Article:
Occasional stories, food and travel inspiration

Occasional stories, food and travel inspiration

Quince Crumble and emotional eating

Quince Crumble

‘I ate a whole 200 gram block of chocolate last night,” my friend told me recently, shaking her head.

I laughed and then sympathised with her. Like my friend and many women, I’m an emotional eater. Forget about wearing my heart on my sleeve – I wear my feelings on my hips.

Stressed out from too many converging deadlines and not enough sleep? Why, hello midnight snack of spicy two-minute noodles!

Arguing with my mother again? No, I did not have relations with that whole piece of cheese.

Confused and upset by a guy? Just hand me the chocolate, OK?

Don’t misunderstand me. I love food and have an extremely healthy relationship with it for the most part: I don’t diet and I wouldn’t know how many calories were in something if my life depended on it. I exercise regularly and generally make sure I look after myself very well.

But when I’m stressed food is the first thing I reach for. As a coping mechanism it seems relatively benign compared to some of the things I could be reaching for but it’s still not a habit I like.

This is a list of things I have eaten standing next to the fridge or pantry or while seated in my car after a trip to the grocery store:

Looking over this list, it’s pretty clear that I like chowing down on salty and fatty things when I’m stressed. What can I say? I never met a smoked or preserved meat or fish product I didn’t like. And none of these products are bad per se; they’re certainly not the healthiest foods around but they’re fine eaten as part of a balanced diet.

However, when it comes to my chocolate addition I blame my mother: while she was pregnant with me she ate a family-sized block of Cadbury Dairy Milk every single day. Do you know how much chocolate that is? I was like a crack baby only with chocolate-coated veins.

Perhaps I need to somehow reset my brain and taste buds to favour healthy food while I’m stressed. Wouldn’t it be great if I naturally gravitated towards fresh fruits, kale and quinoa when tense? I have a friend who once ate fruit and nothing but fruit for a few months and he says he’s never felt better.

The problem is that I don’t want to be good and healthy when I’m stressed: I want to be naughty and defiant because it makes me feel fleetingly satisfied and therefore less stressed before the self-loathing kicks in. Plus, if I decide I won’t eat a particular food group it immediately becomes all I can think about.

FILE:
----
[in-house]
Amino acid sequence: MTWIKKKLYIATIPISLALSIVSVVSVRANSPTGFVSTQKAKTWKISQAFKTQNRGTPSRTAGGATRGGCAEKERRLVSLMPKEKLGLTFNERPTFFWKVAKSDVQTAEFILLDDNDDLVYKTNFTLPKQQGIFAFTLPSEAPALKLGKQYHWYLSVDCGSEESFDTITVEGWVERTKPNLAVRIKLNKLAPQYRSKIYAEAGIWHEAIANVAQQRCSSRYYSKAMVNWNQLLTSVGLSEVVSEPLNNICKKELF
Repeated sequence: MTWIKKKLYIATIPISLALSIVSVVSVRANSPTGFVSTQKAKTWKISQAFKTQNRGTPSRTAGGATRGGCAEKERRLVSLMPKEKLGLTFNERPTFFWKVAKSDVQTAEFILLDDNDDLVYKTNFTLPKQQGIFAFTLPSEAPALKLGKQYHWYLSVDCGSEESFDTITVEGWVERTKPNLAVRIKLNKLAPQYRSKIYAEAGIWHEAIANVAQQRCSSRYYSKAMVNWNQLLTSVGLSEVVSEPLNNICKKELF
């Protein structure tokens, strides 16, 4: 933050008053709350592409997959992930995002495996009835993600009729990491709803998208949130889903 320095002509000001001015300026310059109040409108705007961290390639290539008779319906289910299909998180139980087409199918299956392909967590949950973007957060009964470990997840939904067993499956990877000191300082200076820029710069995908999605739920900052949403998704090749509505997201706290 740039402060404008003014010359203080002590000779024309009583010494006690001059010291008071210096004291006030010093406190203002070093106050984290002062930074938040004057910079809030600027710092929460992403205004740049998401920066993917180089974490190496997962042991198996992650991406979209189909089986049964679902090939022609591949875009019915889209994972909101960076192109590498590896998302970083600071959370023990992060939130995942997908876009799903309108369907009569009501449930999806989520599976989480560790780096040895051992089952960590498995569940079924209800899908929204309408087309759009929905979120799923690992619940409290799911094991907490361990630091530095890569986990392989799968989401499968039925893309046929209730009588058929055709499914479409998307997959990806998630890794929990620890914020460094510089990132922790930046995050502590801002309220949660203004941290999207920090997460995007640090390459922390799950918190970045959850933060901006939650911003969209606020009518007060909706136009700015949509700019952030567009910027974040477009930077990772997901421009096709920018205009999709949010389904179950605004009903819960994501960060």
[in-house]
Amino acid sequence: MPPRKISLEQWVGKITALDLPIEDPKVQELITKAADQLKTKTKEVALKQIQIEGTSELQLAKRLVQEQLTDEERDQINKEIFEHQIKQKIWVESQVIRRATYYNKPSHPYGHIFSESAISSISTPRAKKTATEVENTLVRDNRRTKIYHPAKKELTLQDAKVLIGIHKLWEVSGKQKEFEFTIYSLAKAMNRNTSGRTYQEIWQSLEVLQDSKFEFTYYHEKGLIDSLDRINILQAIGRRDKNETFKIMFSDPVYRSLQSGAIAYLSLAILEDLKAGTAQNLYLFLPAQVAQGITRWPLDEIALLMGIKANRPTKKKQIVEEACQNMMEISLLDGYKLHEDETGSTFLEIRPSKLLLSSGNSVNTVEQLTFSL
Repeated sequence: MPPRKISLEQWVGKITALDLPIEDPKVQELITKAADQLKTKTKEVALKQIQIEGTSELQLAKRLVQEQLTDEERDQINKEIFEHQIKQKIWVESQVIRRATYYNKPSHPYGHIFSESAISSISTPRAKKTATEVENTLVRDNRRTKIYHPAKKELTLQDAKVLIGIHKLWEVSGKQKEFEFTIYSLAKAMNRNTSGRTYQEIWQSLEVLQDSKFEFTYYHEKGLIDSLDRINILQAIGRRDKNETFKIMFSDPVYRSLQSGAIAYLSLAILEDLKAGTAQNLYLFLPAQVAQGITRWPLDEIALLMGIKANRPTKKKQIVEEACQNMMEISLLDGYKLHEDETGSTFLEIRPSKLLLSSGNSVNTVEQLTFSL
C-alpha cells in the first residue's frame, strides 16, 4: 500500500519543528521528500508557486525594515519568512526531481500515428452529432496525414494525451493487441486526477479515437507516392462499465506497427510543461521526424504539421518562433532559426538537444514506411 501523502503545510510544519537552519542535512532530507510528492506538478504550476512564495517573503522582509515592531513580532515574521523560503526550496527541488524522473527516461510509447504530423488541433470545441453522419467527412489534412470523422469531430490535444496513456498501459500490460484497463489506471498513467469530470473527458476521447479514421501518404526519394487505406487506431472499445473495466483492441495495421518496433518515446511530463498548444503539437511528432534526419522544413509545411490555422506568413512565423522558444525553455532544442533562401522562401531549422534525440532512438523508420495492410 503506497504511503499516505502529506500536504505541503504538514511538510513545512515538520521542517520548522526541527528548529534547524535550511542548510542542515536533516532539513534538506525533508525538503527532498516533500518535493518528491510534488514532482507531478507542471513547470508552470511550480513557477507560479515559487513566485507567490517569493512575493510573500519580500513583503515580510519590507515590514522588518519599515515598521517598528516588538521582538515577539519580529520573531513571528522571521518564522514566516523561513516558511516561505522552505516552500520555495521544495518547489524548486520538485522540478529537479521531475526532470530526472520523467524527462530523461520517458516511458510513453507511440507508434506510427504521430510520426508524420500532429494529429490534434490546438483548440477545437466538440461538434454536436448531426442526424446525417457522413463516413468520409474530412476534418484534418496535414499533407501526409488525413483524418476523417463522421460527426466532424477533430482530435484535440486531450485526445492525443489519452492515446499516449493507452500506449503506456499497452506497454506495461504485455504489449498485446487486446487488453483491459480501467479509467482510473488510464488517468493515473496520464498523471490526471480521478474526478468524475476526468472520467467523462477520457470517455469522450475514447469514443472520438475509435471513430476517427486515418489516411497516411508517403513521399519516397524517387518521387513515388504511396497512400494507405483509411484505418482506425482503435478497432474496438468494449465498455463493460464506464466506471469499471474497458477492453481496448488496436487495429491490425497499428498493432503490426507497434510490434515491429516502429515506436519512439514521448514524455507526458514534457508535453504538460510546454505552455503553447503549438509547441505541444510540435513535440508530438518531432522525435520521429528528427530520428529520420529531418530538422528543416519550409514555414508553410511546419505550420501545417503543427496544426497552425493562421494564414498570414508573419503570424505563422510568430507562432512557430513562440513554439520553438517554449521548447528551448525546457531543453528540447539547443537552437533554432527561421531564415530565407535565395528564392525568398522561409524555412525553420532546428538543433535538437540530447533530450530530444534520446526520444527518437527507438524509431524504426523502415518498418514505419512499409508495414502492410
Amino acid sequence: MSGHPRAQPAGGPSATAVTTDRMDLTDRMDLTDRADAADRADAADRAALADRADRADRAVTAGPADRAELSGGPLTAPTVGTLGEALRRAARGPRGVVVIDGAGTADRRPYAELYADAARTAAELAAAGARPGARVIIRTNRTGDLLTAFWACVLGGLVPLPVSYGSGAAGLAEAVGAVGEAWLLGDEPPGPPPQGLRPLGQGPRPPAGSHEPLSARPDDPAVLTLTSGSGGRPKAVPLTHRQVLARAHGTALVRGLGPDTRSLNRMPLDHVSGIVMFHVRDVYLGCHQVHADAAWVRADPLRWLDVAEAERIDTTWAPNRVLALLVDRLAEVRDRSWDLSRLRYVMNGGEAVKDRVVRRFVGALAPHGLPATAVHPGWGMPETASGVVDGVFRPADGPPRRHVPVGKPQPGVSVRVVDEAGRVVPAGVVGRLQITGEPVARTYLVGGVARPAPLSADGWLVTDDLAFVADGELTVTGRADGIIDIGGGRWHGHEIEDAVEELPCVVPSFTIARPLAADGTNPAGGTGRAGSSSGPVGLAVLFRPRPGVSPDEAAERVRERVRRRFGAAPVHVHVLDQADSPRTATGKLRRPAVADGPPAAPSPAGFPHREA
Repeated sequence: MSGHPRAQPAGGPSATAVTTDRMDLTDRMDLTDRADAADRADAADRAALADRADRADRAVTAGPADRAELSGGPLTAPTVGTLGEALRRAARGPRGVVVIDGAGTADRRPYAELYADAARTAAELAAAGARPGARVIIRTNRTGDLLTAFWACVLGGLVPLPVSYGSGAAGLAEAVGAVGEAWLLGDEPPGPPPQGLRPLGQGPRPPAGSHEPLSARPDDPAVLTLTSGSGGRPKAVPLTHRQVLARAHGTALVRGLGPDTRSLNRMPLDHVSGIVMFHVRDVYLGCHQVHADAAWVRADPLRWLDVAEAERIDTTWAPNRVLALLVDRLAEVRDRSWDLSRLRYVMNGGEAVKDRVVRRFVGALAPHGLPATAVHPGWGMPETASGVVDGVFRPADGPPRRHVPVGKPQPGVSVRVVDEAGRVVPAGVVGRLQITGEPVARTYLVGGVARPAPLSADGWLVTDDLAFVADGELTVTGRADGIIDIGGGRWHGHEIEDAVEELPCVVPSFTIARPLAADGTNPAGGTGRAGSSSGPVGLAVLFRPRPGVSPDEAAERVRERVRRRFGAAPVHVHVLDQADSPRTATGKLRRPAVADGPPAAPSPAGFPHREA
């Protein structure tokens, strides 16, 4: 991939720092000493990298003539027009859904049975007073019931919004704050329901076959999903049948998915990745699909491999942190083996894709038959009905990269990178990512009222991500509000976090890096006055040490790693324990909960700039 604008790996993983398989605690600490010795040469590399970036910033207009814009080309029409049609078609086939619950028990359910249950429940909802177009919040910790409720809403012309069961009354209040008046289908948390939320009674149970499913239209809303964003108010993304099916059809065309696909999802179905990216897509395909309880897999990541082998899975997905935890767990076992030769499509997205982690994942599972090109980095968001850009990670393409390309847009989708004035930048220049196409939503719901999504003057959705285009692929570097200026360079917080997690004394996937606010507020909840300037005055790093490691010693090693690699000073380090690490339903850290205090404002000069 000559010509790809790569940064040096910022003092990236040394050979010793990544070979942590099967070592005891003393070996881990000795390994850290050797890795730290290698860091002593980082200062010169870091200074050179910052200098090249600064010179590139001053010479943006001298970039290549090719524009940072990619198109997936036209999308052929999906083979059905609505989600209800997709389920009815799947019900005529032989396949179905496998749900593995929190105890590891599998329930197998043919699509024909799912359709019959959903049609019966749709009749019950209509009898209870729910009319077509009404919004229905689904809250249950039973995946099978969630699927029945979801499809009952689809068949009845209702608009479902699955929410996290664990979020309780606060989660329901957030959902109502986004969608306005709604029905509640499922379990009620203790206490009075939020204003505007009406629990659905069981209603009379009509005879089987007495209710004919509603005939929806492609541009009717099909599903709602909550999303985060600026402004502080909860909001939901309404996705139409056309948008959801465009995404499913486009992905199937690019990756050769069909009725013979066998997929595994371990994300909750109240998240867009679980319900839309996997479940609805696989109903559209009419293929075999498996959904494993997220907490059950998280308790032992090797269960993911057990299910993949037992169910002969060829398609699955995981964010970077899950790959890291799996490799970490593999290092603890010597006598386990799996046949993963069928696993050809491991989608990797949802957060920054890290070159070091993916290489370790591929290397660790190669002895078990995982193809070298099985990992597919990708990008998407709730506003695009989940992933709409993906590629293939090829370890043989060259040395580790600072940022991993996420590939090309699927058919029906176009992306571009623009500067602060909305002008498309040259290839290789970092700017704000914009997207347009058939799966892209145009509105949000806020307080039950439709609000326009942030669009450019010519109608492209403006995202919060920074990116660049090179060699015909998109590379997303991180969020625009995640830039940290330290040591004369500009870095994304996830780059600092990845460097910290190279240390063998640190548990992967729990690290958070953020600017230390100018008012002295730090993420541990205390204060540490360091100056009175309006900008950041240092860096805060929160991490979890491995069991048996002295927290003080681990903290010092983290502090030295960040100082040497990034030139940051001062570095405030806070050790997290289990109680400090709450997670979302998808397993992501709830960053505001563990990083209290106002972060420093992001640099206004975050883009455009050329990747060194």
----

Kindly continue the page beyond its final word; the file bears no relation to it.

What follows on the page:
In any case, I am good most of the time. Honestly. So maybe the act of emotional eating is actually a a way of letting of steam, in a culinary sense. Perhaps we should actually embrace our inner emotional eater instead of vilifying him or her?

I’d love to spend more time pondering this but it’s late at night and I have at least another 45 minutes of work ahead of me so I’m off to raid the pantry. Ahem. Just keep that last thought between you and me, OK?

Quince CrumbleQuince Crumble

Quince Crumble

There are few things more comforting and sweetly satisfying in life than a homely crumble. You make it with whatever fruit you have lying around before dinner, whack it in the oven and it’s ready by the time you’ve finished eating. I love making crumbles with apples, pears, berries, peaches and rhubarb. But quinces are in season at the moment and the smell of roasting quinces is so wickedly ambrosial I couldn’t resist buying some.

I’d be more than happy to bury my sorrows in a bowl of Quince Crumble any night of the week: this is food to soothe your soul, satisfy your belly and lift your spirits.

INGREDIENTS

METHOD

  1. Preheat oven to 180 degrees Celsius.
  2. Peel, core and quarter quinces and then slice each quarter into three slices.
  3. Arrange quinces in a suitable ovenproof dish in three layers.
  4. Pour over water so that it mostly covers the quinces and sprinkle over vanilla. Bake in oven for 2 hours, turning over slices mid way so none burn.
  5. To make crumble, blitz butter, sugar, flour and baking powder in a processor until it resembles a fine crumb.
  6. Sprinkle over cooked quinces and then bake for 25 minutes or until crumble is toasted and crunchy.
  7. Serve with cream or vanilla ice cream.

NOTE

  1. Serves 4 people or 1 person nursing a broken heart.
  2. You could substitute 8-10 apples for the quinces but why would you want to? OK, if you really can’t find quinces you can use an apple like Granny Smith. In that case, don’t worry about baking the apples for the 2 hours – just bake the apples with the crumble for 25-30 minutes.

More dessert recipes

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